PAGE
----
Is this a Worm? I see thee lay helpless & naked, weeping,
And none to answer, none to cherish thee with mother’s smiles.”
The Clod of Clay heard the Worm’s voice, & raisd her pitying head;
She bow’d over the weeping infant, and her life exhal’d
In milky fondness; then on Thel she fix’d her humble eyes.
“O beauty of the vales of Har! we live not for ourselves;
Thou seest me the meanest thing, and so I am indeed;
My bosom of itself is cold, and of itself is dark,
But he that loves the lowly, pours his oil upon my head,
And kisses me, and binds his nuptial bands around my breast,
And says: ‘Thou mother of my children, I have loved thee
And I have given thee a crown that none can take away.’
But how this is, sweet maid, I know not, and I cannot know;
I ponder, and I cannot ponder; yet I live and love.”
Thel had never thought that a worm could be valued; Darwin said that life would disappear if it were not for the humble worm! What about coral reefs dying and climate change today. Is this a direct result of the Enlightenment valorization of Reason; a result of Cartsian dualism? Dualism sees a separation between mind and matter, subject and object. This ‘meme’ has led to us seeing a world of insentient matter, there for endless exploitation. Perhaps Gaia is having her revenge now with climate change. Thel may not have heard of Rene Descarte or dualism, but she is a natural philosopher.
The daughter of beauty wip’d her pitying tears with her white veil,
And said: “Alas! I knew not this, and therefore did I weep.
That God would love a Worm, I knew, and punish the evil foot
That, wilful, bruis’d its helpless form; but that he cherish’d it
With milk and oil I never knew; and therefore did I weep,
And I complaind in the mild air, because I fade away,
And lay me down in thy cold bed, and leave my shining lot.”
“Queen of the vales,” the matron Clay answered, “I heard thy sighs,
And all thy moans flew o’er my roof, but I have call’d them down.
Wilt thou, O Queen, enter my house? ’tis given thee to enter
And to return: fear nothing, enter with thy virgin feet.”
The eternal gates’ terrific porter lifted the northern bar:
Thel enter’d in & saw the secrets of the land unknown.
She saw the couches of the dead, & where the fibrous roots
Of every heart on earth infixes deep its restless twists:
A land of sorrows & of tears where never smile was seen.
She wanderd in the land of clouds thro’ valleys dark, listning
Dolours & lamentations; waiting oft beside a dewy grave,
She stood in silence, listning to the voices of the ground,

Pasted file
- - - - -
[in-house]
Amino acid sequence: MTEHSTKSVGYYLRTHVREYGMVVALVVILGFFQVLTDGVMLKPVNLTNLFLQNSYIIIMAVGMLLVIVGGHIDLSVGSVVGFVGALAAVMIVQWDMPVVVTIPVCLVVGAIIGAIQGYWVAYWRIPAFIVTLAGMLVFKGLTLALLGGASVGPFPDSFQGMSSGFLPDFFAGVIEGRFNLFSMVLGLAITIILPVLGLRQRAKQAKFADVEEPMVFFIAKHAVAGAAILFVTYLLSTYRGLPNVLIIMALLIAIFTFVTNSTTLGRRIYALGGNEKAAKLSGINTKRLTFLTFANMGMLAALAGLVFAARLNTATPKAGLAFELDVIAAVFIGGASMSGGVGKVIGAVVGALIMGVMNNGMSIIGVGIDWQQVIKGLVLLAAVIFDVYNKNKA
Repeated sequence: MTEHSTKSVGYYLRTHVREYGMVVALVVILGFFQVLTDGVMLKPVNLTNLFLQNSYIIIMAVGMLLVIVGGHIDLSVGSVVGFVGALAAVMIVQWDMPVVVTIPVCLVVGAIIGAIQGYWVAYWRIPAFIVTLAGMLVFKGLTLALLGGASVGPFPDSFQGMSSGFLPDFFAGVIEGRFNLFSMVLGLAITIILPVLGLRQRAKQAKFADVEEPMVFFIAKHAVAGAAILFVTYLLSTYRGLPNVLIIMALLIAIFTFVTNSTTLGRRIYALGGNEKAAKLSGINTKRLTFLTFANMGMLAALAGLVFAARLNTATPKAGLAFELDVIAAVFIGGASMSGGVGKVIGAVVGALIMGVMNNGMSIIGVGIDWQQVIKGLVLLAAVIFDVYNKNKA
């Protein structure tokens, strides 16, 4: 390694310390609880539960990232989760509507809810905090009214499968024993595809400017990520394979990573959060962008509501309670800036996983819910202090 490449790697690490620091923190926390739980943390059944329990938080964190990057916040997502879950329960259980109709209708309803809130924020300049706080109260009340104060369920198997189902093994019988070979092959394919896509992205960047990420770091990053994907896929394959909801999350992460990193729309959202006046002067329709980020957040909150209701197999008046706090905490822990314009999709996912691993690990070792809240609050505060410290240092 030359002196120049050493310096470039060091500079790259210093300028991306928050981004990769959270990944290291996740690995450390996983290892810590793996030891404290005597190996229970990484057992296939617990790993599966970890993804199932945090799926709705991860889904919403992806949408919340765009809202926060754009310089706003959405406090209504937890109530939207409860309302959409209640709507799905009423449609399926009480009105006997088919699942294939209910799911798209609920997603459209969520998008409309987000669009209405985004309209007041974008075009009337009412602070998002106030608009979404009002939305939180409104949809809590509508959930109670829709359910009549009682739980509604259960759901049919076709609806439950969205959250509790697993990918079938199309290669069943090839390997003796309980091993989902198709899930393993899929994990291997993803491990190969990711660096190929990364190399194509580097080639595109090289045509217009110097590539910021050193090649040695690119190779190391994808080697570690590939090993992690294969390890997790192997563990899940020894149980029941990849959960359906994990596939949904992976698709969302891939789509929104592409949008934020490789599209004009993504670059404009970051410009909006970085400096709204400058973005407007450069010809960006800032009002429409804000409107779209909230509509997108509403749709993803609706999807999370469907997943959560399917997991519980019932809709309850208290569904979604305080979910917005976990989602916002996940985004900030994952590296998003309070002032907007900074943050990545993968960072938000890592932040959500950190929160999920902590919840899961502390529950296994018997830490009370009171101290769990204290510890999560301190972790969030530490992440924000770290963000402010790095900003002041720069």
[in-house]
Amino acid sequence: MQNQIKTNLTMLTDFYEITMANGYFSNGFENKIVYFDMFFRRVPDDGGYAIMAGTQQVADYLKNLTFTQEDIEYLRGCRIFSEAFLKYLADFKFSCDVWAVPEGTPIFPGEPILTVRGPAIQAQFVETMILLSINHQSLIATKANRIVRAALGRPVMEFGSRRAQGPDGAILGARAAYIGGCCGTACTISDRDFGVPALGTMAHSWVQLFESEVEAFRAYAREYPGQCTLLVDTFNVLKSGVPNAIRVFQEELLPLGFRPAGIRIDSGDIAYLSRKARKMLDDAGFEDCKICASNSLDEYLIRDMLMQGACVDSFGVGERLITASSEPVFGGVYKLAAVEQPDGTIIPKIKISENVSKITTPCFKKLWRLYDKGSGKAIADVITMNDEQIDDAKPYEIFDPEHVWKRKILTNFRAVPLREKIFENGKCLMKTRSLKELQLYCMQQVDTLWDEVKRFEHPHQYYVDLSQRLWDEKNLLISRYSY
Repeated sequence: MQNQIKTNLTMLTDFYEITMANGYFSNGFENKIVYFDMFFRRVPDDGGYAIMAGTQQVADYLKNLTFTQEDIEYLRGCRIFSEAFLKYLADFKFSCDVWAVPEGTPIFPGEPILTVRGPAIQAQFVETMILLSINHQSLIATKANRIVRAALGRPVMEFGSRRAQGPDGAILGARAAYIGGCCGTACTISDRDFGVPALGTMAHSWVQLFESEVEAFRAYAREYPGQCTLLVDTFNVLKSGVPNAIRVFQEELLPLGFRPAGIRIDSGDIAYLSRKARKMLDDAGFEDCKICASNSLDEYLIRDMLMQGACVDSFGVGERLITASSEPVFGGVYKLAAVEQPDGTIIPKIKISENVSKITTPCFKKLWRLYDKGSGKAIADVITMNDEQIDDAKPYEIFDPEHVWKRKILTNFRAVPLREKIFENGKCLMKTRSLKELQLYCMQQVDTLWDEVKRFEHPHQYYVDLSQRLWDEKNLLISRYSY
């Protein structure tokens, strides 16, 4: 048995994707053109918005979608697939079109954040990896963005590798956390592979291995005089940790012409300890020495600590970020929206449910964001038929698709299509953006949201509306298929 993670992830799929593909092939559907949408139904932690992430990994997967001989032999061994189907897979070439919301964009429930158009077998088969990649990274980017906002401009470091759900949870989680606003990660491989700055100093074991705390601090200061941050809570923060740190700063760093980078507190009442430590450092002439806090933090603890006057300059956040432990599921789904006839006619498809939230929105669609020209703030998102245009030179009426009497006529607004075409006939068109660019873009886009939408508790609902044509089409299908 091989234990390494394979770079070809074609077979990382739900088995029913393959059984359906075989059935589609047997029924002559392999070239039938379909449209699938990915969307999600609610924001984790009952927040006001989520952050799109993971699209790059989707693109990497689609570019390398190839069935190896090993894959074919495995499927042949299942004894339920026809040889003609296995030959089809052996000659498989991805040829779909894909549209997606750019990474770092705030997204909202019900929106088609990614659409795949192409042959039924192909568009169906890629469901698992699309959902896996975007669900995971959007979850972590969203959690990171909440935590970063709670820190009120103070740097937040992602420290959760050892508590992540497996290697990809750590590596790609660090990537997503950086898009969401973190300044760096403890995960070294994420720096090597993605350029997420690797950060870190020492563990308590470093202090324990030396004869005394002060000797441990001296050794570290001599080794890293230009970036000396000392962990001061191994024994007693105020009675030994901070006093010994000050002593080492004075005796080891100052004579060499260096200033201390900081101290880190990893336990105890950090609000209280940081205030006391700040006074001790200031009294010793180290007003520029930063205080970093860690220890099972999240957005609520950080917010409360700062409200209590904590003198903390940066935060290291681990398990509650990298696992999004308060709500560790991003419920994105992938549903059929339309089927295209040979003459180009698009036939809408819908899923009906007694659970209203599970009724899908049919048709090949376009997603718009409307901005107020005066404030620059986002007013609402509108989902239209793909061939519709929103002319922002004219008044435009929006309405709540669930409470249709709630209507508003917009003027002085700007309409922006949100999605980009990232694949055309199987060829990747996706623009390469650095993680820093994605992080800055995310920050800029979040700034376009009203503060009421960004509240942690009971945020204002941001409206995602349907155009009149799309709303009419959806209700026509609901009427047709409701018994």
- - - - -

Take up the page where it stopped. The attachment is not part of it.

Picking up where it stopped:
Till to her own grave plot she came, & there she sat down,
And heard this voice of sorrow breathed from the hollow pit:
“Why cannot the Ear be closed to its own destruction?
Or the glistning Eye to the poison of a smile?
Why are Eyelids stord with arrows ready drawn,
Where a thousand fighting men in ambush lie?
Or an Eye of gifts & graces, show’ring fruits and coined gold?
Why a Tongue impress’d with honey from every wind?
Why an Ear, a whirlpool fierce to draw creations in?
Why a Nostril wide inhaling terror, trembling, and affright?
Why a tender curb upon the youthful burning boy?
Why a little curtain of flesh on the bed of our desire?”
This penultimate verse illustrates the limited, shrunken life if it is merely based on sense-experience. A crucial word in Blake’s scheme is ‘corporeal’ and by the use of such personifications as Urizen and the Spectre he warned us of the dangers of cutting ourselves off from both nature and the numinous. He said:
Ancient poets animated all sensible objects with Gods or Geniuses (his word for the indwelling spirit or Buddha Nature if you are a Buddhist) But once Reason was crowned king ‘men forgot that All deities reside in the human breast.’ Put rather simplistically he sees wholeness where we have division and separateness. His ‘fourfold vision’ was the high point of a consciousness where the ‘doors of perception were cleansed’ and ‘everything appeared infinite.’
Some commentators find the last couplet unexpected but is it? Thel returns to Har, symbol of self-centredness. Why does she do this? Perhaps she is not yet strong enough to stand on her own feet and realise she is both a particular being and one with all existence? She has an excellent excuse of being young. There is plenty time for her to let Experience work on her inner self; plenty of time for her to make mistakes and learn from them.
The Virgin started from her seat, & with a shriek
Fled back unhinderd till she came into the vales of Har.